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Fall 2012 PowerPoint Presentation

Fall 2012

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Fall 2012

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  1. Chapter 9: Strings and Arrays Fall 2012

  2. Chapter Overview • String Primitive Instructions • Selected String Procedures • Two-Dimensional Arrays • Searching and Sorting Integer Arrays Irvine, Kip R. Assembly Language for x86 Processors 6/e, 2010.

  3. String Primitive Instructions • MOVSB, MOVSW, and MOVSD • CMPSB, CMPSW, and CMPSD • SCASB, SCASW, and SCASD • STOSB, STOSW, and STOSD • LODSB, LODSW, and LODSD Irvine, Kip R. Assembly Language for x86 Processors 6/e, 2010.

  4. MOVSB, MOVSW, and MOVSD (1 of 2) • The MOVSB, MOVSW, and MOVSD instructions copy data from the memory location pointed to by ESI to the memory location pointed to by EDI. .data source DWORD 0FFFFFFFFh target DWORD ? .code mov esi,OFFSET source mov edi,OFFSET target movsd Irvine, Kip R. Assembly Language for x86 Processors 6/e, 2010.

  5. MOVSB, MOVSW, and MOVSD (2 of 2) • ESI and EDI are automatically incremented or decremented: • MOVSB increments/decrements by 1 • MOVSW increments/decrements by 2 • MOVSD increments/decrements by 4 Irvine, Kip R. Assembly Language for x86 Processors 6/e, 2010.

  6. Direction Flag • The Direction flag controls the incrementing or decrementing of ESI and EDI. • DF = clear (0): increment ESI and EDI • DF = set (1): decrement ESI and EDI The Direction flag can be explicitly changed using the CLD and STD instructions: CLD ; clear Direction flag STD ; set Direction flag Irvine, Kip R. Assembly Language for x86 Processors 6/e, 2010.

  7. Using a Repeat Prefix • REP (a repeat prefix) can be inserted just before MOVSB, MOVSW, or MOVSD. • ECX controls the number of repetitions • Example: Copy 20 doublewords from source to target .data source DWORD 20 DUP(?) target DWORD 20 DUP(?) .code cld ; direction = forward mov ecx,LENGTHOF source ; set REP counter mov esi,OFFSET source mov edi,OFFSET target rep movsd Irvine, Kip R. Assembly Language for x86 Processors 6/e, 2010.

  8. Your turn . . . • Use MOVSD to delete the first element of the following doubleword array. All subsequent array values must be moved one position forward toward the beginning of the array: array DWORD 1,1,2,3,4,5,6,7,8,9,10 .data array DWORD 1,1,2,3,4,5,6,7,8,9,10 .code cld mov ecx,(LENGTHOF array) - 1 mov esi,OFFSET array+4 mov edi,OFFSET array rep movsd Irvine, Kip R. Assembly Language for x86 Processors 6/e, 2010.

  9. CMPSB, CMPSW, and CMPSD • The CMPSB, CMPSW, and CMPSD instructions each compare a memory operand pointed to by ESI to a memory operand pointed to by EDI. • CMPSB compares bytes • CMPSW compares words • CMPSD compares doublewords • Repeat prefix often used • REPE (REPZ) • REPNE (REPNZ) Irvine, Kip R. Assembly Language for x86 Processors 6/e, 2010.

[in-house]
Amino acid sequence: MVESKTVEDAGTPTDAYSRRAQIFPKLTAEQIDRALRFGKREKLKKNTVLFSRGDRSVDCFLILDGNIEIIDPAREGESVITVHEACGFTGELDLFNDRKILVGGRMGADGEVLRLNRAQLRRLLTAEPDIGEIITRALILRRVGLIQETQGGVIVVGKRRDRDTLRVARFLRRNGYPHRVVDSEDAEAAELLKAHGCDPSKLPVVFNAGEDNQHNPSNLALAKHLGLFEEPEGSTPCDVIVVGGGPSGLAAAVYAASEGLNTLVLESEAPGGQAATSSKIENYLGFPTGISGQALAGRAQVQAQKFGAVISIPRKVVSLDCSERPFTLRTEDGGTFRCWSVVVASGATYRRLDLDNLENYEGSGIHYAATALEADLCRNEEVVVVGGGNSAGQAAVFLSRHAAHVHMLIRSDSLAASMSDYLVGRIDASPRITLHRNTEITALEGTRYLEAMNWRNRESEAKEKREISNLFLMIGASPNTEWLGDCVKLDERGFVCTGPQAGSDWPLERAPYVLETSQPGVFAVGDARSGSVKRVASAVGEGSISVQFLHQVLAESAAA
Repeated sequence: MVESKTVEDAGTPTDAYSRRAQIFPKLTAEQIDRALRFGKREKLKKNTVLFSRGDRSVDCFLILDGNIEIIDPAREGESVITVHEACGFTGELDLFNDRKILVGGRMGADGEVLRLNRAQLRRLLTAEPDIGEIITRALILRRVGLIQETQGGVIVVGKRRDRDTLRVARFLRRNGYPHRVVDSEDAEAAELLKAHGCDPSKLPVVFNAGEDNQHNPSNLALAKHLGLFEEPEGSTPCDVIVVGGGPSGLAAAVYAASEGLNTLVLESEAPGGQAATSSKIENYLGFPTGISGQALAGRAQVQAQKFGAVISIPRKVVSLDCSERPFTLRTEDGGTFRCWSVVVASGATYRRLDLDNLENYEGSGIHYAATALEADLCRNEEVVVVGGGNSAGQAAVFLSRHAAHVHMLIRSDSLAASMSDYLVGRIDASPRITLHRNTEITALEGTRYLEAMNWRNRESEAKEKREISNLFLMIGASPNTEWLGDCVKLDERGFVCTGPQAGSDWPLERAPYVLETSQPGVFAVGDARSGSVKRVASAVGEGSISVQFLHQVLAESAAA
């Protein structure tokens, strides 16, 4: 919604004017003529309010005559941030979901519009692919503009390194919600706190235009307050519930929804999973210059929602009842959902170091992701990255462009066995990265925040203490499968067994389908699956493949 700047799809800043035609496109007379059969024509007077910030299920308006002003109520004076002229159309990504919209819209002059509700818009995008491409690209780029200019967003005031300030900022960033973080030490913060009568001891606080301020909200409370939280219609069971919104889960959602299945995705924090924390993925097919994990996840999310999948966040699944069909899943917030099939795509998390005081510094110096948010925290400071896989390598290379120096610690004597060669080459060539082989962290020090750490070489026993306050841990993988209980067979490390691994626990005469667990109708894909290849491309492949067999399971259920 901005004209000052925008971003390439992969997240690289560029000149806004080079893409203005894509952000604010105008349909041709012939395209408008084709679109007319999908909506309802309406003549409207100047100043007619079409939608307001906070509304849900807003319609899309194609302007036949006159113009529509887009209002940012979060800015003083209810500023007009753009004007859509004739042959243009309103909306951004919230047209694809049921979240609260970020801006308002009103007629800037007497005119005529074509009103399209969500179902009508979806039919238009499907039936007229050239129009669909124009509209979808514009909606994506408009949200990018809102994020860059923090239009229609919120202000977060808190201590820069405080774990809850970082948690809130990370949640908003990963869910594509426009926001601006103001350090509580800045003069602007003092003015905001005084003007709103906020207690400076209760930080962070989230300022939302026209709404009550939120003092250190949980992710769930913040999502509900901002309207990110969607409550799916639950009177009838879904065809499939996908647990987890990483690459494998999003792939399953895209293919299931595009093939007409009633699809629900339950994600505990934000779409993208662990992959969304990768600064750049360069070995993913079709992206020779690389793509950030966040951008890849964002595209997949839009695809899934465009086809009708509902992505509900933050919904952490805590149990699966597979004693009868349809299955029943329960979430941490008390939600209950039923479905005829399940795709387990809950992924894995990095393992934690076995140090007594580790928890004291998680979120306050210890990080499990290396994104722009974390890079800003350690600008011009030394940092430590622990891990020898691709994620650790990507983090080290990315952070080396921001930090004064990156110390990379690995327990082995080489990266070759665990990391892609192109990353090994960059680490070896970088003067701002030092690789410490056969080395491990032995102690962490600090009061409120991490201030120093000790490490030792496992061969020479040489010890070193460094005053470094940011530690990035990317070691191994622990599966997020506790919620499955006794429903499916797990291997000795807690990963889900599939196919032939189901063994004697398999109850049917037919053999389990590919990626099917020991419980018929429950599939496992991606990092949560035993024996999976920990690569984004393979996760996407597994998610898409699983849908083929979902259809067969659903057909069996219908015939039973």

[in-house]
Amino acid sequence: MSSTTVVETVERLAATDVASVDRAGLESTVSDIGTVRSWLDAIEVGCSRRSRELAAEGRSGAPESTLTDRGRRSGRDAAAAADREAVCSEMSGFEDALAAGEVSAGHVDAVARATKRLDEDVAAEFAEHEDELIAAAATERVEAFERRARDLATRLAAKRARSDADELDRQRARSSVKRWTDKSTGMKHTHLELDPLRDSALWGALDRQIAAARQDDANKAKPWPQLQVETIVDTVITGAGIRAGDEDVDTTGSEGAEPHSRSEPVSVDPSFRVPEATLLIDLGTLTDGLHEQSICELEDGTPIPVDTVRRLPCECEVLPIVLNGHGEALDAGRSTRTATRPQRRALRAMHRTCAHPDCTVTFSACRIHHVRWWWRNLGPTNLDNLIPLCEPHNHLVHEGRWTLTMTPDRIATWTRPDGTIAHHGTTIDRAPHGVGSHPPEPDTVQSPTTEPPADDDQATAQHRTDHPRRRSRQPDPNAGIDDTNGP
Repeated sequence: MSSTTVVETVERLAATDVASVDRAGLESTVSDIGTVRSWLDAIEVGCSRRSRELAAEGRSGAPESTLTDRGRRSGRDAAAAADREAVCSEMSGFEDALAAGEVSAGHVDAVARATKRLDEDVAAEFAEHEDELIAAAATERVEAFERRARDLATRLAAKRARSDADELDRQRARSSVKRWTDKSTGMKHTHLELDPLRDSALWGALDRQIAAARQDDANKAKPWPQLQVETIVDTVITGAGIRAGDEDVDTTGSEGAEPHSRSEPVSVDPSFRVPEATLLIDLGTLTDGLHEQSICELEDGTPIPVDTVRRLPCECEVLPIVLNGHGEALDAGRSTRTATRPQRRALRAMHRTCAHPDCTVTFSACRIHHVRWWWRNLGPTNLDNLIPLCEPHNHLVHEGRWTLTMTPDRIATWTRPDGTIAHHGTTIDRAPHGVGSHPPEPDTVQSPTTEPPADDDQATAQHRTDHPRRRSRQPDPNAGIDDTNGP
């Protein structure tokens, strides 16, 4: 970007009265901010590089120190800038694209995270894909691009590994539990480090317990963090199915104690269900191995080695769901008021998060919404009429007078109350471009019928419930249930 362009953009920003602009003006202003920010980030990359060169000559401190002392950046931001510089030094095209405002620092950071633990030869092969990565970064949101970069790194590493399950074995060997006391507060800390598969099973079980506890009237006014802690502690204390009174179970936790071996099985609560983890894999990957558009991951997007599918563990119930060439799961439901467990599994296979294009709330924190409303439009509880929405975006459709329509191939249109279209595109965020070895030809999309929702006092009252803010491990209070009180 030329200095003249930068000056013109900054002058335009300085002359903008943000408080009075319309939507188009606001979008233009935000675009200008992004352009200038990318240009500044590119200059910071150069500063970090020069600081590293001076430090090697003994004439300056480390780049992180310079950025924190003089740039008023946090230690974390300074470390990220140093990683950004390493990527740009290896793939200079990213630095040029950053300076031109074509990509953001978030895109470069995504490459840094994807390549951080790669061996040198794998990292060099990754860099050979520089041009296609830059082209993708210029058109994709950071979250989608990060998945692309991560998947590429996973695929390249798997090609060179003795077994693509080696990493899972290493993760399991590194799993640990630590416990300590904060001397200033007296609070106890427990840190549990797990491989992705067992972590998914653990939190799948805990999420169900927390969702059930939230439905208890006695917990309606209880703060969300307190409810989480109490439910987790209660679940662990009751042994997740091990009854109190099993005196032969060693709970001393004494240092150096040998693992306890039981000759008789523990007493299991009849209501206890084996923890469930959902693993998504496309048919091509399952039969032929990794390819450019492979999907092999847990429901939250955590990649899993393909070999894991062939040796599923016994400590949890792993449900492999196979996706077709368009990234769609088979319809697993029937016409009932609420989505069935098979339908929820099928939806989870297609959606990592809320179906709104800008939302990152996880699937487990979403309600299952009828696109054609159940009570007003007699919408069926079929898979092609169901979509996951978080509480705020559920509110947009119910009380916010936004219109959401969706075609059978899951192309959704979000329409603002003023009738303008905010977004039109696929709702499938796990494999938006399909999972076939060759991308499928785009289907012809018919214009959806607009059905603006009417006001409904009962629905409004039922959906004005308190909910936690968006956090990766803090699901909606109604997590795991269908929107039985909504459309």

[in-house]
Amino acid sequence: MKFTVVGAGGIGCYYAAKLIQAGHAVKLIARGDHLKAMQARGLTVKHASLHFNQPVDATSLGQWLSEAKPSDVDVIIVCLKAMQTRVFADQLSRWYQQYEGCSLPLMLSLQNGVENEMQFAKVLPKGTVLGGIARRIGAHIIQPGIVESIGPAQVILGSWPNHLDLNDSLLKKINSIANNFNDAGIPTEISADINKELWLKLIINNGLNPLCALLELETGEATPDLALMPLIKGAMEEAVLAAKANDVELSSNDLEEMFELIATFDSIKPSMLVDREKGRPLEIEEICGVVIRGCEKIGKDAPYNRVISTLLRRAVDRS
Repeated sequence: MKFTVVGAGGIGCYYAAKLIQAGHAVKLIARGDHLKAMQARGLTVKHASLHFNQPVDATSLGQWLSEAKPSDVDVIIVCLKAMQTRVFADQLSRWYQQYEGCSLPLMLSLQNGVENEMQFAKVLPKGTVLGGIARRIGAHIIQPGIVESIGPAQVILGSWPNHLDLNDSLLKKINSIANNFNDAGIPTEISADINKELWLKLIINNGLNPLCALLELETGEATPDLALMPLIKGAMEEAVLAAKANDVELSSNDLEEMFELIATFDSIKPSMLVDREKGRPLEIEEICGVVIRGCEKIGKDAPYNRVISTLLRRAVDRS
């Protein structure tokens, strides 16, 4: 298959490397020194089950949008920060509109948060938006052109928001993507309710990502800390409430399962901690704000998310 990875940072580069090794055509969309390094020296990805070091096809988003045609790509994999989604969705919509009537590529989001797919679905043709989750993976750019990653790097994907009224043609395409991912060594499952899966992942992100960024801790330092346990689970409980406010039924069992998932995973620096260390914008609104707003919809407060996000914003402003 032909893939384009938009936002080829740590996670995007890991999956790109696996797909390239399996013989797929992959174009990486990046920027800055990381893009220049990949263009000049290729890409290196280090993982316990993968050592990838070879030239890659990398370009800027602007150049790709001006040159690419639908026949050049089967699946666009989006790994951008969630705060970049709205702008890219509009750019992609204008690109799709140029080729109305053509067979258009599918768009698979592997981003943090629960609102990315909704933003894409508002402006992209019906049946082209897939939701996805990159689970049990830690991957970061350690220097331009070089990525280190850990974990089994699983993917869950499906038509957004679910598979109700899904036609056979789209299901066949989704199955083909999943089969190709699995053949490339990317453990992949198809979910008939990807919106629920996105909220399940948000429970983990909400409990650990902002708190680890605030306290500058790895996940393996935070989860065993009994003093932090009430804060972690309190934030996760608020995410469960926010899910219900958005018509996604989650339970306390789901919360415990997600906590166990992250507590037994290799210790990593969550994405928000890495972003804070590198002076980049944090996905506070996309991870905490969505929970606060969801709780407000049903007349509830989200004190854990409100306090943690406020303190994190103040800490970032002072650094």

10. Comparing a Pair of Doublewords If source > target, the code jumps to label L1; otherwise, it jumps to label L2 .data source DWORD 1234h target DWORD 5678h .code mov esi,OFFSET source mov edi,OFFSET target cmpsd ; compare doublewords ja L1 ; jump if source > target jmp L2 ; jump if source <= target Irvine, Kip R. Assembly Language for x86 Processors 6/e, 2010.

  11. Your turn . . . • Modify the program in the previous slide by declaring both source and target as WORD variables. Make any other necessary changes. Irvine, Kip R. Assembly Language for x86 Processors 6/e, 2010.

  12. Comparing Arrays Use a REPE (repeat while equal) prefix to compare corresponding elements of two arrays. .data source DWORD COUNT DUP(?) target DWORD COUNT DUP(?) .code mov ecx,COUNT ; repetition count mov esi,OFFSET source mov edi,OFFSET target cld ; direction = forward repe cmpsd ; repeat while equal Irvine, Kip R. Assembly Language for x86 Processors 6/e, 2010.

  13. Source is smaller Screen output: Example: Comparing Two Strings (1 of 3) This program compares two strings (source and destination). It displays a message indicating whether the lexical value of the source string is less than the destination string. .data source BYTE "MARTIN " dest BYTE "MARTINEZ" str1 BYTE "Source is smaller",0dh,0ah,0 str2 BYTE "Source is not smaller",0dh,0ah,0 Irvine, Kip R. Assembly Language for x86 Processors 6/e, 2010.

  14. Example: Comparing Two Strings (2 of 3) • .code • main PROC • cld ; direction = forward • mov esi,OFFSET source • mov edi,OFFSET dest • mov ecx,LENGTHOF source • repe cmpsb • jb source_smaller • mov edx,OFFSET str2 ; "source is not smaller" • jmp done • source_smaller: • mov edx,OFFSET str1 ; "source is smaller" • done: • call WriteString • exit • main ENDP • END main Irvine, Kip R. Assembly Language for x86 Processors 6/e, 2010.

  15. Example: Comparing Two Strings (3 of 3) • The following diagram shows the final values of ESI and EDI after comparing the strings: Irvine, Kip R. Assembly Language for x86 Processors 6/e, 2010.

  16. SCASB, SCASW, and SCASD • The SCASB, SCASW, and SCASD instructions compare a value in AL/AX/EAX to a byte, word, or doubleword, respectively, addressed by EDI. • Useful types of searches: • Search for a specific element in a long string or array. • Search for the first element that does not match a given value. Irvine, Kip R. Assembly Language for x86 Processors 6/e, 2010.

  17. SCASB Example Search for the letter 'F' in a string named alpha: .data alpha BYTE "ABCDEFGH",0 .code mov edi,OFFSET alpha mov al,'F' ; search for 'F' mov ecx,LENGTHOF alpha cld repne scasb ; repeat while not equal jnz quit dec edi ; EDI points to 'F' What is the purpose of the JNZ instruction? Irvine, Kip R. Assembly Language for x86 Processors 6/e, 2010.